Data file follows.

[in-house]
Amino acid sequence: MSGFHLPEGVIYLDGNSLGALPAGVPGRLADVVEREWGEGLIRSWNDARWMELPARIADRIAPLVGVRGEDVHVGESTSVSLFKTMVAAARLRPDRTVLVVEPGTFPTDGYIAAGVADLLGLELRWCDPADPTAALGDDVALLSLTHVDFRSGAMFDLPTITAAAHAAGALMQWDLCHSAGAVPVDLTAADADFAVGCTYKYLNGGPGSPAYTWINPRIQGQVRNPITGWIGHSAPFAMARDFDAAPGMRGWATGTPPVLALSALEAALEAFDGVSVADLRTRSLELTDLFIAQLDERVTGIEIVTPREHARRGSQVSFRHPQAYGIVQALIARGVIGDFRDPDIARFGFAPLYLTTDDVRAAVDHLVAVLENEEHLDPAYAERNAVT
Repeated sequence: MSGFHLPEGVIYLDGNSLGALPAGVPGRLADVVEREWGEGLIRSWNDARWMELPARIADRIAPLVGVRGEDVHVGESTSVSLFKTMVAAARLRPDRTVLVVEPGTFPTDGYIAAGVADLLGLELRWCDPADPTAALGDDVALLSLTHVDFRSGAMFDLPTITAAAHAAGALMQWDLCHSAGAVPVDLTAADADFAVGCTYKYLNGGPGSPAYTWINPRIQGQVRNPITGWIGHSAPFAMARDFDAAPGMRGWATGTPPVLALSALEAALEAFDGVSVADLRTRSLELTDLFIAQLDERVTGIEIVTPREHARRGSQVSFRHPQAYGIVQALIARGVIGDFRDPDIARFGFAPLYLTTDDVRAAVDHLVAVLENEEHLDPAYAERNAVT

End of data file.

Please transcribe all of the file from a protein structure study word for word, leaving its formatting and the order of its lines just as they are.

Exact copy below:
[in-house]
Amino acid sequence: MSGFHLPEGVIYLDGNSLGALPAGVPGRLADVVEREWGEGLIRSWNDARWMELPARIADRIAPLVGVRGEDVHVGESTSVSLFKTMVAAARLRPDRTVLVVEPGTFPTDGYIAAGVADLLGLELRWCDPADPTAALGDDVALLSLTHVDFRSGAMFDLPTITAAAHAAGALMQWDLCHSAGAVPVDLTAADADFAVGCTYKYLNGGPGSPAYTWINPRIQGQVRNPITGWIGHSAPFAMARDFDAAPGMRGWATGTPPVLALSALEAALEAFDGVSVADLRTRSLELTDLFIAQLDERVTGIEIVTPREHARRGSQVSFRHPQAYGIVQALIARGVIGDFRDPDIARFGFAPLYLTTDDVRAAVDHLVAVLENEEHLDPAYAERNAVT
Repeated sequence: MSGFHLPEGVIYLDGNSLGALPAGVPGRLADVVEREWGEGLIRSWNDARWMELPARIADRIAPLVGVRGEDVHVGESTSVSLFKTMVAAARLRPDRTVLVVEPGTFPTDGYIAAGVADLLGLELRWCDPADPTAALGDDVALLSLTHVDFRSGAMFDLPTITAAAHAAGALMQWDLCHSAGAVPVDLTAADADFAVGCTYKYLNGGPGSPAYTWINPRIQGQVRNPITGWIGHSAPFAMARDFDAAPGMRGWATGTPPVLALSALEAALEAFDGVSVADLRTRSLELTDLFIAQLDERVTGIEIVTPREHARRGSQVSFRHPQAYGIVQALIARGVIGDFRDPDIARFGFAPLYLTTDDVRAAVDHLVAVLENEEHLDPAYAERNAVT